Tanya Jaramillo
Convicted of embezzlement

A former municipal deputy court clerk for the town of Peralta pleaded no contest earlier this month to embezzlement of more than $20,000 from the town.

Tanya Jaramillo, 43, of Los Lunas, received a suspended sentence on July 11 after being indicted in May 2018 on one count of embezzlement, a second-degree felony.

The nine-year sentence was suspended, and Jaramillo will spend five years on supervised probation while paying $20,001 in restitution to the town. Once she has paid the entire amount, Jaramillo will be put on unsupervised probation.

Jaramillo was the municipal deputy court clerk as well as the alternate municipal judge for the town of Peralta, from Jan. 11, 2012, when she was hired by then municipal judge David Young, until she turned in her resignation on April 4, 2017. Two months after she left the position, Peralta Treasurer Steven Robbins contacted the Bosque Farms Police Department to report a possible theft.

According to the plea agreement, the embezzlement happened between July 1, 2015, and April 4, 2017.

Peralta Mayor Bryan Olguin called the sentence a “tough pill to swallow,” saying research by staff showed at least $150,000 went missing from court revenues during Jaramillo’s tenure.

“We went back through the years — before she was there, during and after — and estimate she possibly could have embezzled just under $200,000,” Olguin said. “The governing body could never get a straight answer from the previous judge as to why revenues were down when, all those years, the number of citations written had remained consistent. During her tenure, revenues dropped drastically.”

The mayor said during the Bosque Farms Police Department’s investigation, Jaramillo admitted to taking about $75,000 from the town’s court funds.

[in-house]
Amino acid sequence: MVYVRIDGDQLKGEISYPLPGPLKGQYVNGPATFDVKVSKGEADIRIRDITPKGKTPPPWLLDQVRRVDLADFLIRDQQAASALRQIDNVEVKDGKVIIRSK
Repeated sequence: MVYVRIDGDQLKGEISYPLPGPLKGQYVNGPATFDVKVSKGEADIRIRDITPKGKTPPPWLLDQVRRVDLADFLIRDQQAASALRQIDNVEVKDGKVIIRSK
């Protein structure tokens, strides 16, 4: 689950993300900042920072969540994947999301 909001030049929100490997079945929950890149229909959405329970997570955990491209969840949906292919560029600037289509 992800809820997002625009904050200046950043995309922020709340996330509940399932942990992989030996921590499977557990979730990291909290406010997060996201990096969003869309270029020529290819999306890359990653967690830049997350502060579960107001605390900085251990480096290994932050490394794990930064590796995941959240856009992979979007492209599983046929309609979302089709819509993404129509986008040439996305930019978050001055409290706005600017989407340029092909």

The town can pursue civil action against Jaramillo to try to recover additional money it feels she owes, Olguin said.

“We do have that option. I’m not sure we don’t need to contact the (New Mexico Attorney General’s) office,” he said. “A certain percentage of tickets goes to the state, so she was embezzling state funds as well as local.”

Olguin was critical of the 13th Judicial District Attorney’s Office, saying town officials were not consulted in regards to the plea agreement.

“We were told we would be a part of this, have some kind of say so in any negotiations,” the mayor said. “We didn’t get any kind of notification about this plea. We were left in the dark. It would have been nice to speak to the judge and let her know what was going on from our side.”

Olguin said the loss of the money hurts the town as a whole ultimately.

“We could have done something with that money, those public funds,” he said. “I do know in my heart, crime never does pay. Even if she just took $75,000 and has to pay $20,001, I guess crime did pay in this situation.”

Los Lunas attorney Greg Gaudette, representing Jaramillo, said full restitution would be paid by the end of August, if not sooner.

“This plea was a compromise. Tanya fully cooperated with law enforcement and voluntarily talked to them,” Gaudette said. “She’s remorseful.”

Two years ago, Robbins reported a missing cash deposit from a $300 bond that was paid to the Peralta Municipal Court.

In the course of the year-long investigation, BFPD officers interviewed numerous people and two independent audits were done on the municipal court’s accounts and financial records.

“The audits located a lot of discrepancies in the handling of funds and discovered that a large amount of cash was missing, had not been deposited or been misplaced,” said now BFPD Chief Paul Linson in 2018.

During the investigation, Jaramillo was interviewed by Linson, a lieutenant at that time, and he told the News-Bulletin at that time, she essentially confessed to taking the money.

“Based on her confession, it sounded like it started off small and escalated into significant amounts of money for living expenses, entertainment and whatever else,” he said. “She had such easy access to it — access to all the records so she could manipulate the records. It was a very complex system developed over many, many years. It was quite the little cash cow.”

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Julia M. Dendinger began working at the VCNB in 2006. She covers Valencia County government, Belen Consolidated Schools and the village of Bosque Farms. She is a member of the Society of Professional Journalists Rio Grande chapter’s board of directors.